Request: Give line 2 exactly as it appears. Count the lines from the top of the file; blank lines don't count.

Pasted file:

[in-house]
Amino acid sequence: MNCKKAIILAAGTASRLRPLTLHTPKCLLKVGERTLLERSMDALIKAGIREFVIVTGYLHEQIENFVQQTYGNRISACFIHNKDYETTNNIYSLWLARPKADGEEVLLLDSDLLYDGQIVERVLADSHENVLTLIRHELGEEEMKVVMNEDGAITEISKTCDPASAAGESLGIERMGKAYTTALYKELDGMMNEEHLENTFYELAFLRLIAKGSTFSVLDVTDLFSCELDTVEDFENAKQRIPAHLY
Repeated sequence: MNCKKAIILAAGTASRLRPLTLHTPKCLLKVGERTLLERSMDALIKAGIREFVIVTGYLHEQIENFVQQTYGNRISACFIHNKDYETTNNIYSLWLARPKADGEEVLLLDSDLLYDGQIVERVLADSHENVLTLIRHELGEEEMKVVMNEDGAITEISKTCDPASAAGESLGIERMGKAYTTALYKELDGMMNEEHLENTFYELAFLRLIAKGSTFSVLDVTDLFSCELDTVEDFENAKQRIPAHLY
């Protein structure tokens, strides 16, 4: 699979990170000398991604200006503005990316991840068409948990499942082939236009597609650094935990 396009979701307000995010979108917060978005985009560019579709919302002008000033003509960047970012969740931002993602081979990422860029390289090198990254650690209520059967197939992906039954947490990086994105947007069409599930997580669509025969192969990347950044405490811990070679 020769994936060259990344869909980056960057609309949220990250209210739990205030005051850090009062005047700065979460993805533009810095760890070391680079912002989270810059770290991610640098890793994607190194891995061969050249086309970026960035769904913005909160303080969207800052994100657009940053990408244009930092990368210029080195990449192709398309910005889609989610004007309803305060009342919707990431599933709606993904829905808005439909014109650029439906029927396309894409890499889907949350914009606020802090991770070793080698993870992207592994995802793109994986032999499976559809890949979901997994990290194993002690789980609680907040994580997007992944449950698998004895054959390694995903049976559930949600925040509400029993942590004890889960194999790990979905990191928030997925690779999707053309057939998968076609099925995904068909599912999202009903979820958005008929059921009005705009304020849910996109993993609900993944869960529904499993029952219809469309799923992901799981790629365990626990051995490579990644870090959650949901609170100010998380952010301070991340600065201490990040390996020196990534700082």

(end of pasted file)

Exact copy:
Amino acid sequence: MNCKKAIILAAGTASRLRPLTLHTPKCLLKVGERTLLERSMDALIKAGIREFVIVTGYLHEQIENFVQQTYGNRISACFIHNKDYETTNNIYSLWLARPKADGEEVLLLDSDLLYDGQIVERVLADSHENVLTLIRHELGEEEMKVVMNEDGAITEISKTCDPASAAGESLGIERMGKAYTTALYKELDGMMNEEHLENTFYELAFLRLIAKGSTFSVLDVTDLFSCELDTVEDFENAKQRIPAHLY